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    I like that idea of cheaper registration for proof of going through obedience training. I think it's a great initiative for dog owners.. should be implememted in all states. But with that comes the increased government expenditure on regulating dog clubs, dog trainers, working on certificates (or whatever is used to prove obedience training) that cannot be forged, and education. Sometimes governments never see this as something worth spending money on...

  7. #7
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    Obedience training isn't for everyone. None of mine have been and none of mine are a burden or a danger to society.
    A pessimist sees the glass as half empty;
    An optimist sees the glass as half full;
    A realist just finishes the damn thing and refills it.

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    Lifelong dog registration here is only about $42, I think. The cheapest dog training class I could find was at the RSPCA and was still well over $100 - for only 6 classes. So I don't think it would motivate people at all.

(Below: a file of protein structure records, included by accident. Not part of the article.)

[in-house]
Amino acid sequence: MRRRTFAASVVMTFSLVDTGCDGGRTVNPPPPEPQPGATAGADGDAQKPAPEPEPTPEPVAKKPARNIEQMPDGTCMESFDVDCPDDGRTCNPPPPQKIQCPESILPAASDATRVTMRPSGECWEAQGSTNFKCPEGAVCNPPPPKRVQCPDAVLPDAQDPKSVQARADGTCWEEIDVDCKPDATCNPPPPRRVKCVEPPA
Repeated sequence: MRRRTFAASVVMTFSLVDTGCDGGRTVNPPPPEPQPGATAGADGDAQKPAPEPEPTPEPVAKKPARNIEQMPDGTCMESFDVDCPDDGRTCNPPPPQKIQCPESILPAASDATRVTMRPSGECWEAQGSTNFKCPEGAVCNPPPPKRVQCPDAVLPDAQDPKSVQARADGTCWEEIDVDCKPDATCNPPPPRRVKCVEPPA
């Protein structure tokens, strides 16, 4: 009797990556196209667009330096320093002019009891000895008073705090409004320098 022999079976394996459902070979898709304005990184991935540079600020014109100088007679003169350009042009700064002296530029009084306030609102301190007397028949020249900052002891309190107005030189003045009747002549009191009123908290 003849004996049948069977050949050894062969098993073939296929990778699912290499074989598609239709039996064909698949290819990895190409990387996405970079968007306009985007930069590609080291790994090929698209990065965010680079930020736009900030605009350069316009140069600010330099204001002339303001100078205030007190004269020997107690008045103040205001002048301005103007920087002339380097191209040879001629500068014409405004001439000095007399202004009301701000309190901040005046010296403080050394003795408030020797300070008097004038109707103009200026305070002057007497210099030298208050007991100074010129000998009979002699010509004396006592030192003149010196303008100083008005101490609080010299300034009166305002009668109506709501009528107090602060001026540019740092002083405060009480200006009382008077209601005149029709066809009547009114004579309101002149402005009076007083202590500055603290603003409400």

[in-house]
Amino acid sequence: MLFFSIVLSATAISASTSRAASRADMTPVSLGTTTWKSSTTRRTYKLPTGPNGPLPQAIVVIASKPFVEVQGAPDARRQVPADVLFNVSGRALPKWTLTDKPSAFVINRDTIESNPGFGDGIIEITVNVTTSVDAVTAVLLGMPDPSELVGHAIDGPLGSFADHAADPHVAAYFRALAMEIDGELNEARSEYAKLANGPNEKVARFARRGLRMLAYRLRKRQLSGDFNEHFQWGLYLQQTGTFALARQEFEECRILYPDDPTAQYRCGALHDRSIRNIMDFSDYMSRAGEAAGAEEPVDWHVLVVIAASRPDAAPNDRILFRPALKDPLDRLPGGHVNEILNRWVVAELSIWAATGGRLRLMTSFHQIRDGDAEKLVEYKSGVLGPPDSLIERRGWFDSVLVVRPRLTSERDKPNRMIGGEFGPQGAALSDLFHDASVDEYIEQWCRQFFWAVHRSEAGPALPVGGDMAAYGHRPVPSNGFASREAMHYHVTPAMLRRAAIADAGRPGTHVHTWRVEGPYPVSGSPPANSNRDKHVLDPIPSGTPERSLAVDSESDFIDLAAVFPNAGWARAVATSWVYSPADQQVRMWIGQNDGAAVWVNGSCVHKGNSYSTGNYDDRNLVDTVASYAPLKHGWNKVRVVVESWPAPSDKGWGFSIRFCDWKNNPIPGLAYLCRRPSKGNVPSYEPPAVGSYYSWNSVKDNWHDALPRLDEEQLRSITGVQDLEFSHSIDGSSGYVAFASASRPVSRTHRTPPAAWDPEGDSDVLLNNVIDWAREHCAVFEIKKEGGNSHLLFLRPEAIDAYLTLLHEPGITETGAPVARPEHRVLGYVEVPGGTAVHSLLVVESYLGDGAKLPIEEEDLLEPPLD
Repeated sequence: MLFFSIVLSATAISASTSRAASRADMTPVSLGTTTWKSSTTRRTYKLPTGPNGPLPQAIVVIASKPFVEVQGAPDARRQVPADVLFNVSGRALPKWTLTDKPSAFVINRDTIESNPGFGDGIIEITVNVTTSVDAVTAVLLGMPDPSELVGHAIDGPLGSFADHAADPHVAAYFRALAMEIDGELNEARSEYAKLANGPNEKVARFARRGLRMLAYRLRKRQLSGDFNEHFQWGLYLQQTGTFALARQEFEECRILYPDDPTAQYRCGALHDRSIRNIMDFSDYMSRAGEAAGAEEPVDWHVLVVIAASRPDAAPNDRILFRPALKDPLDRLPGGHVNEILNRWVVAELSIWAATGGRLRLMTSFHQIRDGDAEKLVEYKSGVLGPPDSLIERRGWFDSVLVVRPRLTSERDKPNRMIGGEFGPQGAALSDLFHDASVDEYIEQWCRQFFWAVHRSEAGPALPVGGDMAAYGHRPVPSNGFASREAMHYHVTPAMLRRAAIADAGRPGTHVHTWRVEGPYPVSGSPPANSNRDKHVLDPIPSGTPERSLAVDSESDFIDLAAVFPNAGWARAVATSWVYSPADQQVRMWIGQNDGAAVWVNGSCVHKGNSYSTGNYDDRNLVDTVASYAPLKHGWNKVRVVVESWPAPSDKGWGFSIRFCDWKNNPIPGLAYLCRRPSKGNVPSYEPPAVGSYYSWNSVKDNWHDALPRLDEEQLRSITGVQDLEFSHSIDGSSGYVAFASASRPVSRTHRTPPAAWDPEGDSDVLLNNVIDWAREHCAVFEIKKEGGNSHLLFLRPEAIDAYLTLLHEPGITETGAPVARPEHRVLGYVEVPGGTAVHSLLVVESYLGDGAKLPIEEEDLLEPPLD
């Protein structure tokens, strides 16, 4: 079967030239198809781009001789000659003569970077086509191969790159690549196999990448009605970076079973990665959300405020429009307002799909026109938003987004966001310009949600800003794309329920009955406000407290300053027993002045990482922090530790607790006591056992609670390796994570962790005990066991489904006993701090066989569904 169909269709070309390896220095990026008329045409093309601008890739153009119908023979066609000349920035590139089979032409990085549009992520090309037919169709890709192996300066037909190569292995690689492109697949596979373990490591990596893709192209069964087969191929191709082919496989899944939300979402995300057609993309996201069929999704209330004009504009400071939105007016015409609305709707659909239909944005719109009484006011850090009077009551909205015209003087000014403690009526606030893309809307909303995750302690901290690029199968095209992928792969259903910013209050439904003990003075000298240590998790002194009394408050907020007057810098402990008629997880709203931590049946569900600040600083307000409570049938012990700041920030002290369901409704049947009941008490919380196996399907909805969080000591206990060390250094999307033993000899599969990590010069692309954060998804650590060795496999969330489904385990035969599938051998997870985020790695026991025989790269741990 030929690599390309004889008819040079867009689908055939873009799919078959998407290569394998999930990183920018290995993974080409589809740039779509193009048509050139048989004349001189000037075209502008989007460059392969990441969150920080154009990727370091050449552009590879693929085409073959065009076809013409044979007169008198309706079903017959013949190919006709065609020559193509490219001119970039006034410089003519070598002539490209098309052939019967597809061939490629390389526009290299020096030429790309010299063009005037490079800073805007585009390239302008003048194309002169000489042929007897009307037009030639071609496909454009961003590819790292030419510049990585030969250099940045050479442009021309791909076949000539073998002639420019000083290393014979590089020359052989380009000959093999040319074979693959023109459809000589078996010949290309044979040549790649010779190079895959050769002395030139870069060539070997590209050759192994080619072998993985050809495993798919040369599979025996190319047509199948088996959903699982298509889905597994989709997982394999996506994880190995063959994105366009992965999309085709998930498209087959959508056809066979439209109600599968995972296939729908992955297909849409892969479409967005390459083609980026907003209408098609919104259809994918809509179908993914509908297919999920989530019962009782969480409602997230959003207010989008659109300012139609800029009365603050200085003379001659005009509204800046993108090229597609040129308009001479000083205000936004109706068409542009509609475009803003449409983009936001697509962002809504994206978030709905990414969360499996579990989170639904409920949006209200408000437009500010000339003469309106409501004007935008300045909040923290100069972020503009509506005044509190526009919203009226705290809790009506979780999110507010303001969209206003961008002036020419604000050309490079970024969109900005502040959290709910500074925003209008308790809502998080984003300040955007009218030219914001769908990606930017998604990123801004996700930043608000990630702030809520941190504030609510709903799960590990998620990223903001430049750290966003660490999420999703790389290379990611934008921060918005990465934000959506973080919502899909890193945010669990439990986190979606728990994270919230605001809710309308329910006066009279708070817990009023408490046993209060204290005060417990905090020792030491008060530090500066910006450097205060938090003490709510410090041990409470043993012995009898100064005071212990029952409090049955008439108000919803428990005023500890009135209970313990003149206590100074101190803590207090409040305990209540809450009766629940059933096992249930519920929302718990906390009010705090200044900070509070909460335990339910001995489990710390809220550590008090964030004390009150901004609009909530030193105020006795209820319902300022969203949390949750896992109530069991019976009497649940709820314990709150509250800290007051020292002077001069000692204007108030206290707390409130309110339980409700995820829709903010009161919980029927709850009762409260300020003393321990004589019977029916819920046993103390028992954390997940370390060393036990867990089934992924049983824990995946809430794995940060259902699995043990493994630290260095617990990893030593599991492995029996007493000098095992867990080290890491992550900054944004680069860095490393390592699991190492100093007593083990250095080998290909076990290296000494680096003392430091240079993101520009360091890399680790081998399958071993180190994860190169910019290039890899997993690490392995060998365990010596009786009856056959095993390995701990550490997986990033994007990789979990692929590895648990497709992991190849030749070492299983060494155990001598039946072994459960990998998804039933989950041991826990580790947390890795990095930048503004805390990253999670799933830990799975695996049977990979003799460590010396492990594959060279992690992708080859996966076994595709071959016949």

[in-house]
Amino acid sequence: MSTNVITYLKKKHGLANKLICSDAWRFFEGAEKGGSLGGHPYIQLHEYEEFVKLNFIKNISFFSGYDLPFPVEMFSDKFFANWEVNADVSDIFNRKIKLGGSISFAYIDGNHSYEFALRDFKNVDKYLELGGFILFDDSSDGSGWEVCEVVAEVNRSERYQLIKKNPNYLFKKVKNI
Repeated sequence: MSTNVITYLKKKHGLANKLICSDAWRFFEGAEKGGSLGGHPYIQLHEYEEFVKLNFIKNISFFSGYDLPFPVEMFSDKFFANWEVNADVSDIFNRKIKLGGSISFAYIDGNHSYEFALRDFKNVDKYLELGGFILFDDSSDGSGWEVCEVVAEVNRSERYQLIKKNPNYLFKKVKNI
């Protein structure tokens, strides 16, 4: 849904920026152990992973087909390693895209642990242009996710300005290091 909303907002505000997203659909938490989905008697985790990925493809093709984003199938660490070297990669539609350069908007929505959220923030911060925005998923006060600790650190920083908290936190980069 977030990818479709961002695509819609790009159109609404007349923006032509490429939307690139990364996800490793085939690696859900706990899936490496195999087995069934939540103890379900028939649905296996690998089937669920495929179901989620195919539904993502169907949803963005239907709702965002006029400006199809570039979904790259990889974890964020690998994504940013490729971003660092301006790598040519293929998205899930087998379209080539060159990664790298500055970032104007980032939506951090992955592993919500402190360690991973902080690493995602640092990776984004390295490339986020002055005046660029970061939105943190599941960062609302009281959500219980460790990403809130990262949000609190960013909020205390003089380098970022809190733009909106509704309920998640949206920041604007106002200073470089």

9. #9

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    With dog Obedience Training I think it is more human training as we have to use our brains to commnicate what we want our dogs to do.
    So if the dogs fails it really is your fault, as you have failed to be the commnicator to your dog.
    If you don't like Obedience training then I would bet that you have got your dogs to a good standard for your needs.
    I like doing it as it is an outing for both of us.
    And here we have to pay $40 a year if the dog is entire and $25 a year if it is desexed and this is only if you have a consession card.
    We have got one but I am unsure about the costs if you don't have one, though I might ring them later to see how much it is and put it here.
    A friend in the Hunter Valley said that they have a life long rego fee of something like $150 for the life of the dog.

    I just rang the council and the price here is $32 desexed or not and on a conssesion card it is $16.
    But you can't do it until you have got it Microchipped, which I think is fair enough.
    Last edited by Rid****; 08-23-2011 at 08:18 AM. Reason: Add more

  10. #10
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    What state are you in Rid?

    In NSW, we pay a once only fee. We have life-time registration. A dog that is desexed is only $40 for life.
    A pessimist sees the glass as half empty;
    An optimist sees the glass as half full;
    A realist just finishes the damn thing and refills it.